(*Photo: Isabella Refalo)
Sixteen-year-old Ebony Lagarez has spent years at school learning all about Maths, English and Science, but doesn’t know much about her own body – especially when it comes to her period.
With purchases of sustainable sanitary products increasing by 49 per cent in the last quarter through items such as menstrual cups and reusable pads, experts and advocates are pushing for the education system to make these products mainstream.
“In school we do learn the biological process, but I think we should be learning more about how to deal with it,” Ebony told Central News. “For example, we didn’t discuss period pain or the different options that you can use to reduce pain.”
“A lot of my friends suffered and didn’t know what to do about it… we should be learning a lot more of that.”
Scotland made international headlines in February this year after women’s sanitary products became free across the country. Three months ago, the New Zealand government successfully called for sanitary products to be free and accessible in high schools – and a month later, in July, Victoria did the same.
Now advocates want the rest of Australia to follow their footsteps in the fight against period poverty.
Rosie Sheba founded Sustainable Menstruation Australia, which as its name suggests, is a business that sells menstrual cups.
The mother and entrepreneur suspects the reason her business has been slow to take off is because of the lack of education about sustainable sanitary products, in both schools and the health care sector.
Additionally, while Sheba is passionate about her business, consumers only need a cup every 10 years, making business revenue extremely inconsistent.
Ms Sheba spoke of the worrying concerns about some sanitary products, including that tampons contain bleaches and dioxides which have only been approved by the US Food and Drug Administration for oral use, not vaginal use.
“The membrane inside your vaginal wall is ten times more absorbent than your stomach and there’s been no testing on that,” she said.
“Why aren’t these [sustainable sanitary items] mainstream?” They make so much sense. Better for the environment, better for your body and better for your pocket.”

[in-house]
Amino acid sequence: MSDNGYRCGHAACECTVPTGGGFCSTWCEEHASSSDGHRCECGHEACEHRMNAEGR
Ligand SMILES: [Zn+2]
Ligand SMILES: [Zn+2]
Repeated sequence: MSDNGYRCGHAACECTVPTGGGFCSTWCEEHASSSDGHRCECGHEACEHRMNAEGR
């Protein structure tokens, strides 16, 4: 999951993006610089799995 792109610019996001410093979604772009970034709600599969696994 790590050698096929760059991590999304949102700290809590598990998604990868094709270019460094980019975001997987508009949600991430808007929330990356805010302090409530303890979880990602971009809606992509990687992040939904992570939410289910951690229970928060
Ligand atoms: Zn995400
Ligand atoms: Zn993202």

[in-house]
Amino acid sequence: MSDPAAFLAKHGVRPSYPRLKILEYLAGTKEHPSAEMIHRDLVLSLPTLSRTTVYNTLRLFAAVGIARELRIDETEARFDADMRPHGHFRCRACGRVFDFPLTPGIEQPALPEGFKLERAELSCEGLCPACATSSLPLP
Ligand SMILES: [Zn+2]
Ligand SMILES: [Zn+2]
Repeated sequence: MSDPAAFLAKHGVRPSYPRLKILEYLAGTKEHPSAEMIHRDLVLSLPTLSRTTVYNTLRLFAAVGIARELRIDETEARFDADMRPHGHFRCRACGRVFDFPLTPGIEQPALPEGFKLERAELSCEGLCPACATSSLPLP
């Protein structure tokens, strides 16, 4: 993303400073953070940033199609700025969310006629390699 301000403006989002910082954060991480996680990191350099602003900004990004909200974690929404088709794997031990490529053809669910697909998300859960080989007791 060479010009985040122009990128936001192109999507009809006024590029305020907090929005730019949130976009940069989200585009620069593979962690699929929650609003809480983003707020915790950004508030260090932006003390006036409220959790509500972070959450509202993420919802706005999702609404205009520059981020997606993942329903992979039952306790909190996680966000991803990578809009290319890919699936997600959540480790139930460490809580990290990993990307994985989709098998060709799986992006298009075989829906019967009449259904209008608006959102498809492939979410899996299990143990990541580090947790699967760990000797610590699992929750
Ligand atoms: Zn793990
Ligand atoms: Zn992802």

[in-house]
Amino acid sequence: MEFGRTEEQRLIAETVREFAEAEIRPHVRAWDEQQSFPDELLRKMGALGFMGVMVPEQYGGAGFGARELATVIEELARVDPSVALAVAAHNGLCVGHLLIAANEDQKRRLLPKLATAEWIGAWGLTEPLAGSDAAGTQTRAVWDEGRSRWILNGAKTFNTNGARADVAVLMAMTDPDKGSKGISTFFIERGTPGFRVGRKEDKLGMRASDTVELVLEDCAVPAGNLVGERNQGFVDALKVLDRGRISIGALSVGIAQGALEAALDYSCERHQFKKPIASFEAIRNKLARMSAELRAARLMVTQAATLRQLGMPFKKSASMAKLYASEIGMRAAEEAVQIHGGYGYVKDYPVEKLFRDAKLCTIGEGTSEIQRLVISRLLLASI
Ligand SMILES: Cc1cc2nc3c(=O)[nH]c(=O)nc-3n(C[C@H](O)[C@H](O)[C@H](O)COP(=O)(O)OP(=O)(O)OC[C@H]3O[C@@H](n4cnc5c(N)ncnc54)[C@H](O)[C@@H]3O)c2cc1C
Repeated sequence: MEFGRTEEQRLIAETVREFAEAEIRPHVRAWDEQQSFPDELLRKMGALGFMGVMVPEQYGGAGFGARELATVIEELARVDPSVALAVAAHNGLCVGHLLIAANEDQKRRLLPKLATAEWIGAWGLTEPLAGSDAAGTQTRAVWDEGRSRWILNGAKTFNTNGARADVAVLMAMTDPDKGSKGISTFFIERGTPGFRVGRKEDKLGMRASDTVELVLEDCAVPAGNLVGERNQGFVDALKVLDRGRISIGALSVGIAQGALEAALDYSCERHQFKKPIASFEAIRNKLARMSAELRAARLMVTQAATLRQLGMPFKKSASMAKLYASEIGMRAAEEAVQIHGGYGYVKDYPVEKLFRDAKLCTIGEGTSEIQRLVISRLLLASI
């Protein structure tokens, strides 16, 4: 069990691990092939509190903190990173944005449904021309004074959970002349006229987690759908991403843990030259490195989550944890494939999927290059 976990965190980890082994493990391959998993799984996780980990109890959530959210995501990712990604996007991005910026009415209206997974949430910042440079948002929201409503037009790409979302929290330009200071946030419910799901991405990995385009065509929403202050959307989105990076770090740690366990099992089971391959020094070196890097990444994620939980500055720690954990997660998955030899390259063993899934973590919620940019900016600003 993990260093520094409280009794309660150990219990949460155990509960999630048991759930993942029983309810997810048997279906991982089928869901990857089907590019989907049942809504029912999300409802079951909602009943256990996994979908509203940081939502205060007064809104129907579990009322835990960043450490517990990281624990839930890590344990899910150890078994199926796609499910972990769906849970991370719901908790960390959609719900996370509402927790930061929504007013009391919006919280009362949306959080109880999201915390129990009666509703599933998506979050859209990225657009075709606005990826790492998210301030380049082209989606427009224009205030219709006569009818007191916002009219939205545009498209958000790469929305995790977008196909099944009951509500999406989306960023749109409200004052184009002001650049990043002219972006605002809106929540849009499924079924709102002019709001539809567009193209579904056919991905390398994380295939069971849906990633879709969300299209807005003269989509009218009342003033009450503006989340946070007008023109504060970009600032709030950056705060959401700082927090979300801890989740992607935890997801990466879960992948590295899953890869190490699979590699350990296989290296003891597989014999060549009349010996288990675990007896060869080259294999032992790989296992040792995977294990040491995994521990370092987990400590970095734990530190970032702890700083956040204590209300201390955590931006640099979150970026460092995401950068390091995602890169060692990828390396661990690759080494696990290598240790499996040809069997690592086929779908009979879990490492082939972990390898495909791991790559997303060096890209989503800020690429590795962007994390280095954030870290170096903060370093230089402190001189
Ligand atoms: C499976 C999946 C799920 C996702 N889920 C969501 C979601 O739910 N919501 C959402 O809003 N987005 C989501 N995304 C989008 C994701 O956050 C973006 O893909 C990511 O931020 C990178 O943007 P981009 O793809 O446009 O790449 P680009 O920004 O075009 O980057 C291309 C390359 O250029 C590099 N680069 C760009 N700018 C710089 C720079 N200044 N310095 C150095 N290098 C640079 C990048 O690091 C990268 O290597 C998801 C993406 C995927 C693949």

Ms Sheba hopes to soon focus on the educational side of her business. But where do we start to normalise the use of these products?
Demi Spaccavento is the founder of Bright Girl Health, a service which delivers menstrual health presentations in schools for girls. She wants period education to be a normal part of every classroom but she recognises her goal is a long way off.
“Why wouldn’t we welcome into the conversation the opportunity to teach people about how their period product choices could impact the planet?” she said.
She’s frustrated because she wants to teach as many teenage girls as possible but can only educate students if the school has the budget to spare for her teaching.
“Why aren’t we placing value on specific education for this specific need? I don’t think funding will come until the people in charge place more value on it… I can’t come in unless the school has the money.”
Feeling strongly about the issue, Ms Spaccavento has written the book “Bright Girl Health” which shines a light on menstrual health. With many young women wanting to learn more.
She has garnered a large following on Instagram, sharing tips and tricks about women’s health and menstruation.
“There definitely needs to be more funding [in] schools for period education.”
“There just needs to be more value placed on it and I know in my experience approaching schools to do period health seminars, I struggle to get the deputies, or the principals or the executive boards… to see it is worth their time and money.”
There’s too much taboo in schools about periods, even though it’s a normal bodily function, according to Ms Spaccavento.
“In an ideal world there would be more focus on period education for boys and girls. I’m going into schools and doing my talks. We go deep into things and don’t censor very much. We equip teachers with kits and learning resources and students with more information to learn more later on after the presentation has stopped.”
Ms Spaccavento believes it’s just as important for boys to be informed considering they will be husbands and fathers in the future and better equipped for supporting women during their menstruation.
Until girls from young ages know about their own bodies, more invasive yet healthier sanitary options such as menstrual cups will remain taboo and avoided.
Rochelle Courtenay, the founder and managing director of “Share the Dignity”, wants homeless women to be afforded the dignity and life most other women have. That includes having enough pads and tampons.
Some homeless women have reportedly used torn up mattresses and McDonalds napkins to staunch the flow of blood when on their periods, with not enough money to buy basic sanitary items.
“We do a lot of advocacy work about periods and removing the shame and stigma and had a massive role in removing the tampon tax in 2018,” Ms Courtenay said.
“We absolutely want sustainable products because that means we don’t need to be needed as much.”
“We are looking into having menstrual cups donated, but getting them donated compared to five dollar packets of pads and tampons is very different.”
Ms Courtenay believes while it is important to provide menstrual cups, it’s just as important to give women choice and education regarding their menstruation.
Next year Share the Dignity is planning a campaign, “Period Pride” in conjunction with Facebook to change the narrative of periods and remove the stigma.
“Until we remove the stigma, we are not going to be getting much further in educating anyway.”